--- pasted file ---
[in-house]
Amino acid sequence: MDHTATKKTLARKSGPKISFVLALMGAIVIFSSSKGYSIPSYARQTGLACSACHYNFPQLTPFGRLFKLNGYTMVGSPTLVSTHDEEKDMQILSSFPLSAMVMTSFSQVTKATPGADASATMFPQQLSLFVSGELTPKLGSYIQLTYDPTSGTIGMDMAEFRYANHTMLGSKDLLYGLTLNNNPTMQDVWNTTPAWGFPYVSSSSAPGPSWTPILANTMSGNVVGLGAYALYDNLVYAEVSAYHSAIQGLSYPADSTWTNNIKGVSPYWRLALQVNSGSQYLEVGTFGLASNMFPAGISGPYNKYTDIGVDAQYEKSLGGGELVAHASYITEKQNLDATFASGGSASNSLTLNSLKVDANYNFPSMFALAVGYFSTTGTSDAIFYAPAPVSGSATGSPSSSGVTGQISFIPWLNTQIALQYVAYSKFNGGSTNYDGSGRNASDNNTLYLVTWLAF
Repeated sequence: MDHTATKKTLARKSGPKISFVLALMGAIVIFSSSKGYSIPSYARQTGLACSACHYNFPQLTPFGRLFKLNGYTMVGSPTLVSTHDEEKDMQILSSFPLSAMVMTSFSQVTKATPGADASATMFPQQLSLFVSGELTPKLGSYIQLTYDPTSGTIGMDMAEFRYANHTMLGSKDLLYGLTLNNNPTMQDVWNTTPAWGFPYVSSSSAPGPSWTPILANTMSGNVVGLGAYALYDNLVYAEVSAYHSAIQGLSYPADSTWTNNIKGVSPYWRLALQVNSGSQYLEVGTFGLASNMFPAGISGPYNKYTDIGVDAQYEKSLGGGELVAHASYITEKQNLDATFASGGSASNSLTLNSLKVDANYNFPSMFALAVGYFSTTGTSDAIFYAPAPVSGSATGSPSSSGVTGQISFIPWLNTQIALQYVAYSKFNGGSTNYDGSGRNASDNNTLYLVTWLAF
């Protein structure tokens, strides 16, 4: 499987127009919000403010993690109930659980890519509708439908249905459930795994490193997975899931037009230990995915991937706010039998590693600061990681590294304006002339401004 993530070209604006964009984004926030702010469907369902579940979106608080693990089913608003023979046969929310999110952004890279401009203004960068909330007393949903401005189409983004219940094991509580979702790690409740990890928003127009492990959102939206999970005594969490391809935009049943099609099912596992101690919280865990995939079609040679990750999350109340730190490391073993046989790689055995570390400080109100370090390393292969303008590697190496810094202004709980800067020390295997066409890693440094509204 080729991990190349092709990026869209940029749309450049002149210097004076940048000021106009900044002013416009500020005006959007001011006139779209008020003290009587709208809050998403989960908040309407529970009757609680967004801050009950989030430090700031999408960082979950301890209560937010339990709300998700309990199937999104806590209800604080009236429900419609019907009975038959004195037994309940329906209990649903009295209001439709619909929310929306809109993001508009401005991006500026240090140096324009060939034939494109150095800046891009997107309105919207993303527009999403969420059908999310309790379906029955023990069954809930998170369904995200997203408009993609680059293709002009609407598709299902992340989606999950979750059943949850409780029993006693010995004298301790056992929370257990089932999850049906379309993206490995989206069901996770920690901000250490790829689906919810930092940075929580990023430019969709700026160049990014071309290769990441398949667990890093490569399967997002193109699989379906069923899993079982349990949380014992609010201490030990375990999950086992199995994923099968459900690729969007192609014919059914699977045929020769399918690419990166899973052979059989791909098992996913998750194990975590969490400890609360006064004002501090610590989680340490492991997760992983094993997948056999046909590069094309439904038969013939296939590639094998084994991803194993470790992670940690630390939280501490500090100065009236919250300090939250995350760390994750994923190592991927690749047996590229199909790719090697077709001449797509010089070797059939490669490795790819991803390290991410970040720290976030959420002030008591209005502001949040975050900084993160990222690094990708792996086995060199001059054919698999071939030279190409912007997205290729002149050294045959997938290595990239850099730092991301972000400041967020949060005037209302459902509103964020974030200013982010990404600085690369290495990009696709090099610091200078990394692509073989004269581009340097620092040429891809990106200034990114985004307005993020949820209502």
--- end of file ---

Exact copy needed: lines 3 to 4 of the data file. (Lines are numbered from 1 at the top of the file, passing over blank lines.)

Repeated sequence: MDHTATKKTLARKSGPKISFVLALMGAIVIFSSSKGYSIPSYARQTGLACSACHYNFPQLTPFGRLFKLNGYTMVGSPTLVSTHDEEKDMQILSSFPLSAMVMTSFSQVTKATPGADASATMFPQQLSLFVSGELTPKLGSYIQLTYDPTSGTIGMDMAEFRYANHTMLGSKDLLYGLTLNNNPTMQDVWNTTPAWGFPYVSSSSAPGPSWTPILANTMSGNVVGLGAYALYDNLVYAEVSAYHSAIQGLSYPADSTWTNNIKGVSPYWRLALQVNSGSQYLEVGTFGLASNMFPAGISGPYNKYTDIGVDAQYEKSLGGGELVAHASYITEKQNLDATFASGGSASNSLTLNSLKVDANYNFPSMFALAVGYFSTTGTSDAIFYAPAPVSGSATGSPSSSGVTGQISFIPWLNTQIALQYVAYSKFNGGSTNYDGSGRNASDNNTLYLVTWLAF
């Protein structure tokens, strides 16, 4: 499987127009919000403010993690109930659980890519509708439908249905459930795994490193997975899931037009230990995915991937706010039998590693600061990681590294304006002339401004 993530070209604006964009984004926030702010469907369902579940979106608080693990089913608003023979046969929310999110952004890279401009203004960068909330007393949903401005189409983004219940094991509580979702790690409740990890928003127009492990959102939206999970005594969490391809935009049943099609099912596992101690919280865990995939079609040679990750999350109340730190490391073993046989790689055995570390400080109100370090390393292969303008590697190496810094202004709980800067020390295997066409890693440094509204 080729991990190349092709990026869209940029749309450049002149210097004076940048000021106009900044002013416009500020005006959007001011006139779209008020003290009587709208809050998403989960908040309407529970009757609680967004801050009950989030430090700031999408960082979950301890209560937010339990709300998700309990199937999104806590209800604080009236429900419609019907009975038959004195037994309940329906209990649903009295209001439709619909929310929306809109993001508009401005991006500026240090140096324009060939034939494109150095800046891009997107309105919207993303527009999403969420059908999310309790379906029955023990069954809930998170369904995200997203408009993609680059293709002009609407598709299902992340989606999950979750059943949850409780029993006693010995004298301790056992929370257990089932999850049906379309993206490995989206069901996770920690901000250490790829689906919810930092940075929580990023430019969709700026160049990014071309290769990441398949667990890093490569399967997002193109699989379906069923899993079982349990949380014992609010201490030990375990999950086992199995994923099968459900690729969007192609014919059914699977045929020769399918690419990166899973052979059989791909098992996913998750194990975590969490400890609360006064004002501090610590989680340490492991997760992983094993997948056999046909590069094309439904038969013939296939590639094998084994991803194993470790992670940690630390939280501490500090100065009236919250300090939250995350760390994750994923190592991927690749047996590229199909790719090697077709001449797509010089070797059939490669490795790819991803390290991410970040720290976030959420002030008591209005502001949040975050900084993160990222690094990708792996086995060199001059054919698999071939030279190409912007997205290729002149050294045959997938290595990239850099730092991301972000400041967020949060005037209302459902509103964020974030200013982010990404600085690369290495990009696709090099610091200078990394692509073989004269581009340097620092040429891809990106200034990114985004307005993020949820209502």